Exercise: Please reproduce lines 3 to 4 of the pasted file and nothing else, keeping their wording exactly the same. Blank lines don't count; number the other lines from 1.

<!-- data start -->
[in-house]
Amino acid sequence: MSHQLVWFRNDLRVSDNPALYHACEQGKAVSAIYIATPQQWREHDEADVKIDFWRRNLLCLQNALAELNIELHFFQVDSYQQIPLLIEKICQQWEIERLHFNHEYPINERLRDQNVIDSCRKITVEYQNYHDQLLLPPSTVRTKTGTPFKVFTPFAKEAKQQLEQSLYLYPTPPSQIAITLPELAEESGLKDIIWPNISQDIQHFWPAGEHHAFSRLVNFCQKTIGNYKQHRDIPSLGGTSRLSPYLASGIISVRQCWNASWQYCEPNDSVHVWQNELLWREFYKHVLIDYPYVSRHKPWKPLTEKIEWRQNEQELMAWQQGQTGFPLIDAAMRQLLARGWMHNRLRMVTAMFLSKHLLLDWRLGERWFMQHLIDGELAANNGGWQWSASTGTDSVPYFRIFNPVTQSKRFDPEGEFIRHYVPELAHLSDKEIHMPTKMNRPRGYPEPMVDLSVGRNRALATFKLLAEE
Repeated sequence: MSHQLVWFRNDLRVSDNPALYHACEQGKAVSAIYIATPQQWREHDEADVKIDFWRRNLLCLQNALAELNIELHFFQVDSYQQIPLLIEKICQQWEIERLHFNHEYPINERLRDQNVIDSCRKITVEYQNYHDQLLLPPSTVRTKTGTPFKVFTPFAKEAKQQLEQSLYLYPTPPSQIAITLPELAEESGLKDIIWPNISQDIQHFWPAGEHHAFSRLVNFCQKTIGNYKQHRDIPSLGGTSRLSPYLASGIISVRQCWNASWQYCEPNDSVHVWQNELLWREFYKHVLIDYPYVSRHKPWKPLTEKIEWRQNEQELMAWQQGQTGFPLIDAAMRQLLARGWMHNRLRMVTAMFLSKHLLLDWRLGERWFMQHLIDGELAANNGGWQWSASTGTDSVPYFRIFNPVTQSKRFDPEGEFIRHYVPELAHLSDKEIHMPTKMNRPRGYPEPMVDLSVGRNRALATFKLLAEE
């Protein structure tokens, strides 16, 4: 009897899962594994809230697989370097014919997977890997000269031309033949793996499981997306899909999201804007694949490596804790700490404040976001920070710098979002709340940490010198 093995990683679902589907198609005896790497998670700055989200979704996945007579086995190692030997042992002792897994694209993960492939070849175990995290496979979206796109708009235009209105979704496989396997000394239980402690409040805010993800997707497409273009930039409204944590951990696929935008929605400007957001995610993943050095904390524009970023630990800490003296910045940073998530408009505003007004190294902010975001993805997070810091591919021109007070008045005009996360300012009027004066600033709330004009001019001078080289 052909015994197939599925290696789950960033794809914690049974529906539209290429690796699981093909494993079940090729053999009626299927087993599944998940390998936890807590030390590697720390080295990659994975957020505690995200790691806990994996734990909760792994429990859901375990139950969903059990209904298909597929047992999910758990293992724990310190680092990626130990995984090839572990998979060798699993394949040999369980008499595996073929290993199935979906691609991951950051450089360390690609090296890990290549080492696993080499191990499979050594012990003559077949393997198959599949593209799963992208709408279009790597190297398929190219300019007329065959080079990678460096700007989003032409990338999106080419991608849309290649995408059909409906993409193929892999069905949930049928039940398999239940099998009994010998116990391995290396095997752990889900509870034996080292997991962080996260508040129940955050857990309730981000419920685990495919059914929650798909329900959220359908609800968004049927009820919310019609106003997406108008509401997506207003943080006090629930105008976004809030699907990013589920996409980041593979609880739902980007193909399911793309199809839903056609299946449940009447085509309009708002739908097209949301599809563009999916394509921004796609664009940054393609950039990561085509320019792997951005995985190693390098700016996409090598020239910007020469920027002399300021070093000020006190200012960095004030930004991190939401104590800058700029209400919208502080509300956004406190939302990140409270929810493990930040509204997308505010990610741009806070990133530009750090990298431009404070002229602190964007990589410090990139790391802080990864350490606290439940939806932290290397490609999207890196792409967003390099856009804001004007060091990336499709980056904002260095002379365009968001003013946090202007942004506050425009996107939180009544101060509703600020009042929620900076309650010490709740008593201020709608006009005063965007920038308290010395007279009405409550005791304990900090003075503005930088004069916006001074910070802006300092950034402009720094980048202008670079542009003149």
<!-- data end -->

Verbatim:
Repeated sequence: MSHQLVWFRNDLRVSDNPALYHACEQGKAVSAIYIATPQQWREHDEADVKIDFWRRNLLCLQNALAELNIELHFFQVDSYQQIPLLIEKICQQWEIERLHFNHEYPINERLRDQNVIDSCRKITVEYQNYHDQLLLPPSTVRTKTGTPFKVFTPFAKEAKQQLEQSLYLYPTPPSQIAITLPELAEESGLKDIIWPNISQDIQHFWPAGEHHAFSRLVNFCQKTIGNYKQHRDIPSLGGTSRLSPYLASGIISVRQCWNASWQYCEPNDSVHVWQNELLWREFYKHVLIDYPYVSRHKPWKPLTEKIEWRQNEQELMAWQQGQTGFPLIDAAMRQLLARGWMHNRLRMVTAMFLSKHLLLDWRLGERWFMQHLIDGELAANNGGWQWSASTGTDSVPYFRIFNPVTQSKRFDPEGEFIRHYVPELAHLSDKEIHMPTKMNRPRGYPEPMVDLSVGRNRALATFKLLAEE
């Protein structure tokens, strides 16, 4: 009897899962594994809230697989370097014919997977890997000269031309033949793996499981997306899909999201804007694949490596804790700490404040976001920070710098979002709340940490010198 093995990683679902589907198609005896790497998670700055989200979704996945007579086995190692030997042992002792897994694209993960492939070849175990995290496979979206796109708009235009209105979704496989396997000394239980402690409040805010993800997707497409273009930039409204944590951990696929935008929605400007957001995610993943050095904390524009970023630990800490003296910045940073998530408009505003007004190294902010975001993805997070810091591919021109007070008045005009996360300012009027004066600033709330004009001019001078080289 052909015994197939599925290696789950960033794809914690049974529906539209290429690796699981093909494993079940090729053999009626299927087993599944998940390998936890807590030390590697720390080295990659994975957020505690995200790691806990994996734990909760792994429990859901375990139950969903059990209904298909597929047992999910758990293992724990310190680092990626130990995984090839572990998979060798699993394949040999369980008499595996073929290993199935979906691609991951950051450089360390690609090296890990290549080492696993080499191990499979050594012990003559077949393997198959599949593209799963992208709408279009790597190297398929190219300019007329065959080079990678460096700007989003032409990338999106080419991608849309290649995408059909409906993409193929892999069905949930049928039940398999239940099998009994010998116990391995290396095997752990889900509870034996080292997991962080996260508040129940955050857990309730981000419920685990495919059914929650798909329900959220359908609800968004049927009820919310019609106003997406108008509401997506207003943080006090629930105008976004809030699907990013589920996409980041593979609880739902980007193909399911793309199809839903056609299946449940009447085509309009708002739908097209949301599809563009999916394509921004796609664009940054393609950039990561085509320019792997951005995985190693390098700016996409090598020239910007020469920027002399300021070093000020006190200012960095004030930004991190939401104590800058700029209400919208502080509300956004406190939302990140409270929810493990930040509204997308505010990610741009806070990133530009750090990298431009404070002229602190964007990589410090990139790391802080990864350490606290439940939806932290290397490609999207890196792409967003390099856009804001004007060091990336499709980056904002260095002379365009968001003013946090202007942004506050425009996107939180009544101060509703600020009042929620900076309650010490709740008593201020709608006009005063965007920038308290010395007279009405409550005791304990900090003075503005930088004069916006001074910070802006300092950034402009720094980048202008670079542009003149």